Some casual home cooks offering family meals on Facebook and a startup that aims to provide a new income source for budding food entrepreneurs have faced some difficulty from the state of California. Selling homemade or cottage foods are still somewhat of a gray area in most U.S. states a they either do not have laws written for permitting these types of businesses or they have a very limited scope on what foods are allowed.
California is trying to clear the air with a new bill aimed at the “homemade food operation” category which would be added to the California Health and Safety code. An example of the confusion comes from rules that allow specifically fruit tamales but not other types of tamales. Lawmakers make the argument that this bill empowers underrepresented groups of individuals who have not been able to tap into the typical routes of food entrepreneurship. Opening a traditional restaurant takes a huge amount of starting capital as well as the time and energy to set the business up. Additionally, many food establishments end up closing within two to three years and homemade food selling would enable sometimes less fortunate demographics to create an income source.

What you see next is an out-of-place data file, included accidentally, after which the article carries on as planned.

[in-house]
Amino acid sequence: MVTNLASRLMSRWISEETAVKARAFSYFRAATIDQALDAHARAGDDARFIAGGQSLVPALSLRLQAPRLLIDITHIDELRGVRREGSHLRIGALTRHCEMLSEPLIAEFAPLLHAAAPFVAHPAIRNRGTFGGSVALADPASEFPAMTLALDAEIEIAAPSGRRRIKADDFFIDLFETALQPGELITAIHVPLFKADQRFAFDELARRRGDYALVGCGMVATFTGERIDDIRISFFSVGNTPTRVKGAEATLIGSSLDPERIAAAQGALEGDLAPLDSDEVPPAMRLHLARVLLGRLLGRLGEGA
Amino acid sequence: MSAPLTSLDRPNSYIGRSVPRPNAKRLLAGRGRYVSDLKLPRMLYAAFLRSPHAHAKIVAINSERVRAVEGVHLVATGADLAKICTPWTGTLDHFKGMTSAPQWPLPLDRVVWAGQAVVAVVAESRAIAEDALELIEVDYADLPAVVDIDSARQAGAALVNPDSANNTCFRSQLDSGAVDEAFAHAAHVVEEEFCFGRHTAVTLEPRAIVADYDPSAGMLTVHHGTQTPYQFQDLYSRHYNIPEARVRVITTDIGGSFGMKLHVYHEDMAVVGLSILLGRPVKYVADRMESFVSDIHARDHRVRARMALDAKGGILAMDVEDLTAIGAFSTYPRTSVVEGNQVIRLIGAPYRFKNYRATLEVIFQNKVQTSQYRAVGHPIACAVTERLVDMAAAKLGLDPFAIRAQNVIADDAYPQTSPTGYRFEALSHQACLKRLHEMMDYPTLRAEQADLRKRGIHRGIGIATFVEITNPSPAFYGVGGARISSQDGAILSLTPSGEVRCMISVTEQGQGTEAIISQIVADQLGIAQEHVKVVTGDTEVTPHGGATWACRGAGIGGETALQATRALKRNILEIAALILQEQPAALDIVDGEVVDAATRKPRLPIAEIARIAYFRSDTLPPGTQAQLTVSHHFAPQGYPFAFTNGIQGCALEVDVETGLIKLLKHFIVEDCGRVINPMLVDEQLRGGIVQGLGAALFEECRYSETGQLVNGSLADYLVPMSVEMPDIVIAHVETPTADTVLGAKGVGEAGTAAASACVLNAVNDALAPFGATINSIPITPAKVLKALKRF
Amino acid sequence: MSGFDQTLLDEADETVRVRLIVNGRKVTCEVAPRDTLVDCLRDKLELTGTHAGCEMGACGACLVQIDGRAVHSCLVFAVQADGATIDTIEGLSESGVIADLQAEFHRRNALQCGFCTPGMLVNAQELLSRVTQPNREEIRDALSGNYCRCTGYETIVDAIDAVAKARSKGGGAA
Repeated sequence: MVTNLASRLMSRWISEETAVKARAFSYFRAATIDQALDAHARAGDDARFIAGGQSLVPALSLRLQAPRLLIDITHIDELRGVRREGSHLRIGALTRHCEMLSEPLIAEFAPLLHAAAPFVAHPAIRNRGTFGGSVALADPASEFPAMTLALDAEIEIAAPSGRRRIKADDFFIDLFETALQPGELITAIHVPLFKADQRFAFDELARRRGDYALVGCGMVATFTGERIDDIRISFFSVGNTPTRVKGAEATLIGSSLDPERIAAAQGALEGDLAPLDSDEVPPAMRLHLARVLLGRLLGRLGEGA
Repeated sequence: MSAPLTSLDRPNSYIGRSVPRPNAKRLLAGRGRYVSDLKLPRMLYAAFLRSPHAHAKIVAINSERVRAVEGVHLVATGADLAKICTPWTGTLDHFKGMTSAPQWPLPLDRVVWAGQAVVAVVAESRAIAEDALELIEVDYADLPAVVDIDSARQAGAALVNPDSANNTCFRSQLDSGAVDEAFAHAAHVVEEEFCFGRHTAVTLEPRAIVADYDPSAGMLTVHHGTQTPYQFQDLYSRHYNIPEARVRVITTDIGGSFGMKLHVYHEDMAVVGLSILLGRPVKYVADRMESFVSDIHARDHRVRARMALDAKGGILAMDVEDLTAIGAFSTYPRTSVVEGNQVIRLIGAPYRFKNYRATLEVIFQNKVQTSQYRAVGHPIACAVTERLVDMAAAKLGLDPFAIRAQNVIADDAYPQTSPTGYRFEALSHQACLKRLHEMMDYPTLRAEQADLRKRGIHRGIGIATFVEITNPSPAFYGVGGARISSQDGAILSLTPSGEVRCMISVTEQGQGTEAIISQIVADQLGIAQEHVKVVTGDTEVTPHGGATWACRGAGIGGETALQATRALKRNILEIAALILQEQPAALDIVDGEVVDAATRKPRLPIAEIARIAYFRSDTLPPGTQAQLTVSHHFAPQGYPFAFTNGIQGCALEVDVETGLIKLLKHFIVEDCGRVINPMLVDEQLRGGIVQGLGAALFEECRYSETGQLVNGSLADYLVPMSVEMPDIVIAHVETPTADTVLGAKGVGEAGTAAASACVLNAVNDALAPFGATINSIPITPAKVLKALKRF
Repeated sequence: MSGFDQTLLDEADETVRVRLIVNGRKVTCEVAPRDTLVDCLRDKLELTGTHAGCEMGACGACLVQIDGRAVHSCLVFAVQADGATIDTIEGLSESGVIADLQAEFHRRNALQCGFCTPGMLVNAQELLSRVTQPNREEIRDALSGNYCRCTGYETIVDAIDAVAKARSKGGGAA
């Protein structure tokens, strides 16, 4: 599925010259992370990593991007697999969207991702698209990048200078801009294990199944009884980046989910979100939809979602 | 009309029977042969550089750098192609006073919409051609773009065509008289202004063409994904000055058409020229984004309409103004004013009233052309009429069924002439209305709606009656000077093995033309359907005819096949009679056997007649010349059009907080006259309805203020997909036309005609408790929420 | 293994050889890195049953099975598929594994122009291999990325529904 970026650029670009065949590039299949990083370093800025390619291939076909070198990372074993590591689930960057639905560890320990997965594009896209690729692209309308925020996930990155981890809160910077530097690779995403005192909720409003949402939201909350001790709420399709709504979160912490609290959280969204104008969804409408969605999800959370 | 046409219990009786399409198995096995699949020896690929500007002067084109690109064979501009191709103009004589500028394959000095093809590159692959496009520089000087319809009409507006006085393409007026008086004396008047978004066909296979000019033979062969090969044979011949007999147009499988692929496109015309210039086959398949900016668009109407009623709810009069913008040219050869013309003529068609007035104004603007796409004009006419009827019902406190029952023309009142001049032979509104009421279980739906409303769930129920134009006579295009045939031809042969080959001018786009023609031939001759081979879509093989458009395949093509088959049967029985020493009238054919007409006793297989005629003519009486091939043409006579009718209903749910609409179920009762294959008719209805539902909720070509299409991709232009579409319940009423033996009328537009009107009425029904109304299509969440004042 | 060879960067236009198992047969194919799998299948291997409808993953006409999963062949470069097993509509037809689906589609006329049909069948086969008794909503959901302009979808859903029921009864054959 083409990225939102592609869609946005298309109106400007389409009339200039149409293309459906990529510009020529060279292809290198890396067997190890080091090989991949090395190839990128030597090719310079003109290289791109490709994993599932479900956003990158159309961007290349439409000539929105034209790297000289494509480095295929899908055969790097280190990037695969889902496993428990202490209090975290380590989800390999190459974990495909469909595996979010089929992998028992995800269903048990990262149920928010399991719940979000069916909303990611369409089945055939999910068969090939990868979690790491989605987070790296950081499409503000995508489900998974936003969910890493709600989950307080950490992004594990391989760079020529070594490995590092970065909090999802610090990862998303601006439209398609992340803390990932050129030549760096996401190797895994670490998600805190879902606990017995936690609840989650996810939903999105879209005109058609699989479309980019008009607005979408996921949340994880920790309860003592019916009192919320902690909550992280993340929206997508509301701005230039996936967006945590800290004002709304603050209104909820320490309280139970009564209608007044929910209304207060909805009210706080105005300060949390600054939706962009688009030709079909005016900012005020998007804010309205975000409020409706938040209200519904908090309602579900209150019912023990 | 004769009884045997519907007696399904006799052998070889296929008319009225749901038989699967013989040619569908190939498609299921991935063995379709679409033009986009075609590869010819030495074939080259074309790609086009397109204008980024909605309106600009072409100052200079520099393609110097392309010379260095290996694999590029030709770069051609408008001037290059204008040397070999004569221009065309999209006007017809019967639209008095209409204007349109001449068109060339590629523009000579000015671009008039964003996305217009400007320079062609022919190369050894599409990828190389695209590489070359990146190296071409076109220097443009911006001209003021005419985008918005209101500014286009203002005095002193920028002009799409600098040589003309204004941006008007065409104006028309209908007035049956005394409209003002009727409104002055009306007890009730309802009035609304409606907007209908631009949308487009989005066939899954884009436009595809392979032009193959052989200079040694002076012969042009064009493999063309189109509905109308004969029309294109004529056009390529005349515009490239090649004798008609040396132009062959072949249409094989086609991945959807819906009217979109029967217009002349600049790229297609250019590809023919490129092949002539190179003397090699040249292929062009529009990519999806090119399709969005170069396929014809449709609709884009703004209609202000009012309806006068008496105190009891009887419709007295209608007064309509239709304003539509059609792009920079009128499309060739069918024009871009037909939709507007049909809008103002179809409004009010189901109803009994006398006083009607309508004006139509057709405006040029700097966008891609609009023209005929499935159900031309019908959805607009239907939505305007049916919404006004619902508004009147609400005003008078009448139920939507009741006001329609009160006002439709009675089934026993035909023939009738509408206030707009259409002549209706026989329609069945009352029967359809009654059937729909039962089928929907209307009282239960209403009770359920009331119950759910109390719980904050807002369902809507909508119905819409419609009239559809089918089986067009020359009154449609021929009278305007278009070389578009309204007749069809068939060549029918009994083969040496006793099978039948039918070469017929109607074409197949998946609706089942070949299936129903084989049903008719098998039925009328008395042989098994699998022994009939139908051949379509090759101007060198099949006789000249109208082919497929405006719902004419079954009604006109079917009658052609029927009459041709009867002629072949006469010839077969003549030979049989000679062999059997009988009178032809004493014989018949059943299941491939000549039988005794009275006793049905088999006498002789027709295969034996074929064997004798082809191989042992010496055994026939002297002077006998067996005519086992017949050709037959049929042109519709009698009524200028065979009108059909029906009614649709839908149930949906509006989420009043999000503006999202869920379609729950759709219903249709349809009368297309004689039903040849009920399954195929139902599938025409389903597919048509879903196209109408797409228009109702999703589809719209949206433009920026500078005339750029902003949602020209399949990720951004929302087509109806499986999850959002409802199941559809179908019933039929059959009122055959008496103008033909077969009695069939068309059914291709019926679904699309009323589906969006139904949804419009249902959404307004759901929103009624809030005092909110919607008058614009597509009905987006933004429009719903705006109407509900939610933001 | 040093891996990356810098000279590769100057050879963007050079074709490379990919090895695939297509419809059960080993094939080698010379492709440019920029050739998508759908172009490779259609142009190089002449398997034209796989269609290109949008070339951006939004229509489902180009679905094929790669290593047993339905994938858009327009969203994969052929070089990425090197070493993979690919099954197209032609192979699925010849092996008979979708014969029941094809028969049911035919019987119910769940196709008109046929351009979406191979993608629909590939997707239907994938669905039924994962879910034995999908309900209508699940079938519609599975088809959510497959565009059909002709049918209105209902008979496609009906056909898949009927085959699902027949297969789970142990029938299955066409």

We’ve done a story on Josephine, the startup founded by Charley Wang who says they are on a mission to provide a path towards self sustainability through home-cooked food. Wang states that “the emphasis on consumers over producers in the industrialized food world has made it very difficult for skilled cooks to support themselves and their families in a sustainable or ethical way,”. Hopefully, with the support of legislators, city officials, business people, and entrepreneurs, home food cooks in California and beyond can turn their passion and skills into a means to livelihood.
The bill was sponsored by several startups who provide a similar service as Josephine but the California Conference of Directors of Environmental Health maintains that not only does this law impact food safety and public health, it also needs to take into consideration zoning laws and business restrictions.
For more information on California’s food law, please visit our California Food Handlers Requirements page.